While their transactional colleagues in Moscow are suffering, the current sanctions on Russia have been a boon to trade and sanctions lawyers, who are fielding countless enquiries from Russian and international clients. The fact that the sanctions are so multi-layered, leaving plenty of scope for interpretation, has increased the demand, particularly when it comes to deciding what constitutes a controlling stake in a company, something that was relevant to the designated Russian individuals who were named in the first few rounds of sanctions and who owned stakes in many different companies. This uncertainty has, in many respects, been more damaging to Russian business than the sanctions themselves, something that the US authorities were fully aware of when they rolled them out.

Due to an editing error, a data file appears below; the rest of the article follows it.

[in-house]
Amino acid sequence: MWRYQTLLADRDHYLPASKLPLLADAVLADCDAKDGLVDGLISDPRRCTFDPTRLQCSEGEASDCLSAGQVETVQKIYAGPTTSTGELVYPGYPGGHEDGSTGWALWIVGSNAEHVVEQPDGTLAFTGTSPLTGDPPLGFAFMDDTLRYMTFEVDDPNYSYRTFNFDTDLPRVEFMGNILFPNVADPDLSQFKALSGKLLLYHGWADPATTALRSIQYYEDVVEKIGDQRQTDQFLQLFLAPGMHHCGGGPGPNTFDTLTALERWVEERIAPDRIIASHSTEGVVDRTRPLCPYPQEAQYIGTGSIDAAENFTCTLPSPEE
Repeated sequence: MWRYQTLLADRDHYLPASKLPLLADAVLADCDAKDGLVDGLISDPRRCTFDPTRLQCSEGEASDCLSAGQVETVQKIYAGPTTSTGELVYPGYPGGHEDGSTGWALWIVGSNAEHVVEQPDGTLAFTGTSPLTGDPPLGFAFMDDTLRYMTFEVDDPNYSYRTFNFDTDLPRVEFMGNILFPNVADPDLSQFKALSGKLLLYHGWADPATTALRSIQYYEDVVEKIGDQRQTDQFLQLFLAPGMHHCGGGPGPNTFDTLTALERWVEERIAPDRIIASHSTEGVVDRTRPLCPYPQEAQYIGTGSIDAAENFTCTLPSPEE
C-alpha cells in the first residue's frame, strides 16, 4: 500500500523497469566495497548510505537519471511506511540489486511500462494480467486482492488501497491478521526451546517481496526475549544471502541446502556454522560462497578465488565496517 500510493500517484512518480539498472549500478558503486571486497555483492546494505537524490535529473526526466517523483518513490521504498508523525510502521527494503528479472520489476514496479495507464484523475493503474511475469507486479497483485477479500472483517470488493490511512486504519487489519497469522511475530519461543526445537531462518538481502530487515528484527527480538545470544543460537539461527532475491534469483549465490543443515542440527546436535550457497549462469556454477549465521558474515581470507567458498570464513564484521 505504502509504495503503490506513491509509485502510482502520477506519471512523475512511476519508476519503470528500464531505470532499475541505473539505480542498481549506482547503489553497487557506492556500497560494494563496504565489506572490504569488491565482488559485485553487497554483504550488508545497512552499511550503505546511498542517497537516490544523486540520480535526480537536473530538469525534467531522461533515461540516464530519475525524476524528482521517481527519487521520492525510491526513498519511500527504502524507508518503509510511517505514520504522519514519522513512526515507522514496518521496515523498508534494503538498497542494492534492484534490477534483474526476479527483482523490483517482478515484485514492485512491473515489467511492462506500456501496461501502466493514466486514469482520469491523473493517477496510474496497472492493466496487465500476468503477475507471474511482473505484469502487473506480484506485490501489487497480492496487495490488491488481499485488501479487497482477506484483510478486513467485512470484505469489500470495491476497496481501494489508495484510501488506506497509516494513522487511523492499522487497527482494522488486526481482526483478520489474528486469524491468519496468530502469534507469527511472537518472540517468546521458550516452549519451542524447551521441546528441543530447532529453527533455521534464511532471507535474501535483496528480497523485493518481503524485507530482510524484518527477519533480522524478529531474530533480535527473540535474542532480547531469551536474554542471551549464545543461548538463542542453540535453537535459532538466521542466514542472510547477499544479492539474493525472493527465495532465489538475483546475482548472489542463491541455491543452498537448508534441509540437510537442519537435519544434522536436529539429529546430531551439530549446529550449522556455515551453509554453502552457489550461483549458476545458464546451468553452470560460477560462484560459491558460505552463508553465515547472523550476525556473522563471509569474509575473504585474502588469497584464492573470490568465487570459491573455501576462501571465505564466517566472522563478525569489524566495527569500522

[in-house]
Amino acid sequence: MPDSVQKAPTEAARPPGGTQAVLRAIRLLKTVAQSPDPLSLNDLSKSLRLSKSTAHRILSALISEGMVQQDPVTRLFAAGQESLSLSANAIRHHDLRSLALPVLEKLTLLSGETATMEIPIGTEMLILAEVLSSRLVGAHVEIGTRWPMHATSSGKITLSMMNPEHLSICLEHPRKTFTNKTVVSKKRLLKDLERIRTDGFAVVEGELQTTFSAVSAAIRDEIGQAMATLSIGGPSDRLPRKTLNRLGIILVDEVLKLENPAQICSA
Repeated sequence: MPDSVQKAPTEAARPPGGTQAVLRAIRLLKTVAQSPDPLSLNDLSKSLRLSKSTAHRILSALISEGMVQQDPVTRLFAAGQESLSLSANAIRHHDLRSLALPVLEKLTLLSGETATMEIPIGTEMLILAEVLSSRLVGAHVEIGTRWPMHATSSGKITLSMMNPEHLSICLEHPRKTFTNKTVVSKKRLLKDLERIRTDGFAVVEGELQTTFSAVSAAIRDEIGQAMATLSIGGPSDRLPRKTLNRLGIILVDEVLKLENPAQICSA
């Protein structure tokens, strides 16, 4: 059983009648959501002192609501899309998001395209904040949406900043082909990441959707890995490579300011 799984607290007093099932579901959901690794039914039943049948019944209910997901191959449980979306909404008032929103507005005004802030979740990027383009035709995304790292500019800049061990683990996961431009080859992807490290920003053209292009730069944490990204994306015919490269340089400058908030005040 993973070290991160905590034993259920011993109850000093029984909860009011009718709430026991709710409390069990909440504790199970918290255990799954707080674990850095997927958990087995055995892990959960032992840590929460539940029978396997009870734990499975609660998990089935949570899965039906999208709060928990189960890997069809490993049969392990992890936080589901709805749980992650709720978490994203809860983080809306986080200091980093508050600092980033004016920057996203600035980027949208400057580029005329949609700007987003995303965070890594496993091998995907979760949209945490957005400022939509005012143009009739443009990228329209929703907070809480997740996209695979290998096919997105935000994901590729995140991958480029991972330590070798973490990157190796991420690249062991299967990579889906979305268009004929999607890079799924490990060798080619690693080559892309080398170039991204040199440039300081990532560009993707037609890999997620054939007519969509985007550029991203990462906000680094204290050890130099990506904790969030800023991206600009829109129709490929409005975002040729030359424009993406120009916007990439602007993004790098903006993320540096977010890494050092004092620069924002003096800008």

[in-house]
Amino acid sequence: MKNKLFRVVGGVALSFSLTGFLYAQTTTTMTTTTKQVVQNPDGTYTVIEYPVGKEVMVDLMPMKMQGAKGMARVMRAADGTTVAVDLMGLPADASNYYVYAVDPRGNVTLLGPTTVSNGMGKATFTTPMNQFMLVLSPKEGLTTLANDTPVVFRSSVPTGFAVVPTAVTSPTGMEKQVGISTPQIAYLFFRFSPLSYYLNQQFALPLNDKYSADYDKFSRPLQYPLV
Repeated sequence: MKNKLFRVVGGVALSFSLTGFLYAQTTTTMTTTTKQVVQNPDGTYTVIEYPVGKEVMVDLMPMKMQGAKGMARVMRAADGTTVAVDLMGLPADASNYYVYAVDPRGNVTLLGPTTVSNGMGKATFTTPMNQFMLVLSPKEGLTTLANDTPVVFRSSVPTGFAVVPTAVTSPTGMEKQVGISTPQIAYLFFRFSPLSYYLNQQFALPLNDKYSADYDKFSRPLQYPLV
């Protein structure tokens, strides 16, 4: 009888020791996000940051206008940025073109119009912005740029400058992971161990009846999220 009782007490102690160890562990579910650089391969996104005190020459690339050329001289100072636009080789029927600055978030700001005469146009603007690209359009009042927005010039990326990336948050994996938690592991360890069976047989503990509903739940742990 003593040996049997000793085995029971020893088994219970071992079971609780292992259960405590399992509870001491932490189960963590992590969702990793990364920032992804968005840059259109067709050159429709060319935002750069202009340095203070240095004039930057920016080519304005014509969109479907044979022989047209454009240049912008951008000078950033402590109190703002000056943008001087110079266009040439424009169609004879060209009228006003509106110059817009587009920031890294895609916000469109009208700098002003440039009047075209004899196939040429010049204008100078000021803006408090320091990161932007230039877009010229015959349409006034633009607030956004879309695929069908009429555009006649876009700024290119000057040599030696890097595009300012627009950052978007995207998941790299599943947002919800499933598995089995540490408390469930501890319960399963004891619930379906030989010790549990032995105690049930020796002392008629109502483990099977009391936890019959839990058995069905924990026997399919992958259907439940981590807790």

‘I spoke with US officials on behalf of certain clients and said to them that greater precision in the sanctions-related announcements could make it easier for the US companies to comply,’ says Jeremy Zucker, co-chair of Dechert’s international trade and government regulation practice. ‘On multiple occasions, the US officials responded that the imprecision was deliberate because the uncertainty it develops among American industry leads to greater pull-back from Russia than is actually required by the sanctions themselves. As with a blanket ban, greater precision would remove much of that element of choice.’